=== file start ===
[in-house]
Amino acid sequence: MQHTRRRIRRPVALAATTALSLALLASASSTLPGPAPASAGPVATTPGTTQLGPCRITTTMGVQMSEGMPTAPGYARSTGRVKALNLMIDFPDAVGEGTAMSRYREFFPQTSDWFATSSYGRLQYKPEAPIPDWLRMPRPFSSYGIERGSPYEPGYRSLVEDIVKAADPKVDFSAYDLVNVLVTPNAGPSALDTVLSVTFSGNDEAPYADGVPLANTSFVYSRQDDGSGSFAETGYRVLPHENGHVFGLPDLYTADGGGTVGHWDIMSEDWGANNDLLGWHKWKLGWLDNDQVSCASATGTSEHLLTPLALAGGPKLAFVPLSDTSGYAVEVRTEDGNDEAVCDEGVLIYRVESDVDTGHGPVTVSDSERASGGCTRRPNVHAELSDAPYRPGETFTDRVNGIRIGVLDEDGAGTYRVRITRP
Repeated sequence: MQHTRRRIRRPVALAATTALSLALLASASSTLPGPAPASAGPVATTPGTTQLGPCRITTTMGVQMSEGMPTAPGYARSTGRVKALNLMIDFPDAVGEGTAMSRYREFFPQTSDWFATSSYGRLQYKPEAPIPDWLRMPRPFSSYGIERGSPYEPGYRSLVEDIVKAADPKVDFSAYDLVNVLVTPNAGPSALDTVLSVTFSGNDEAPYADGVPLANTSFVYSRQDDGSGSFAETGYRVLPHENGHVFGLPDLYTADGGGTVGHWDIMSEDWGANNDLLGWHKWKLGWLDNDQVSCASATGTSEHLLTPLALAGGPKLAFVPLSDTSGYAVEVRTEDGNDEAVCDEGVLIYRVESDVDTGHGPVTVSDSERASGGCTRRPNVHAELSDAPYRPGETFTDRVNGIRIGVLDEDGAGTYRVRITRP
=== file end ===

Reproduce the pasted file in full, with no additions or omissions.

[in-house]
Amino acid sequence: MQHTRRRIRRPVALAATTALSLALLASASSTLPGPAPASAGPVATTPGTTQLGPCRITTTMGVQMSEGMPTAPGYARSTGRVKALNLMIDFPDAVGEGTAMSRYREFFPQTSDWFATSSYGRLQYKPEAPIPDWLRMPRPFSSYGIERGSPYEPGYRSLVEDIVKAADPKVDFSAYDLVNVLVTPNAGPSALDTVLSVTFSGNDEAPYADGVPLANTSFVYSRQDDGSGSFAETGYRVLPHENGHVFGLPDLYTADGGGTVGHWDIMSEDWGANNDLLGWHKWKLGWLDNDQVSCASATGTSEHLLTPLALAGGPKLAFVPLSDTSGYAVEVRTEDGNDEAVCDEGVLIYRVESDVDTGHGPVTVSDSERASGGCTRRPNVHAELSDAPYRPGETFTDRVNGIRIGVLDEDGAGTYRVRITRP
Repeated sequence: MQHTRRRIRRPVALAATTALSLALLASASSTLPGPAPASAGPVATTPGTTQLGPCRITTTMGVQMSEGMPTAPGYARSTGRVKALNLMIDFPDAVGEGTAMSRYREFFPQTSDWFATSSYGRLQYKPEAPIPDWLRMPRPFSSYGIERGSPYEPGYRSLVEDIVKAADPKVDFSAYDLVNVLVTPNAGPSALDTVLSVTFSGNDEAPYADGVPLANTSFVYSRQDDGSGSFAETGYRVLPHENGHVFGLPDLYTADGGGTVGHWDIMSEDWGANNDLLGWHKWKLGWLDNDQVSCASATGTSEHLLTPLALAGGPKLAFVPLSDTSGYAVEVRTEDGNDEAVCDEGVLIYRVESDVDTGHGPVTVSDSERASGGCTRRPNVHAELSDAPYRPGETFTDRVNGIRIGVLDEDGAGTYRVRITRP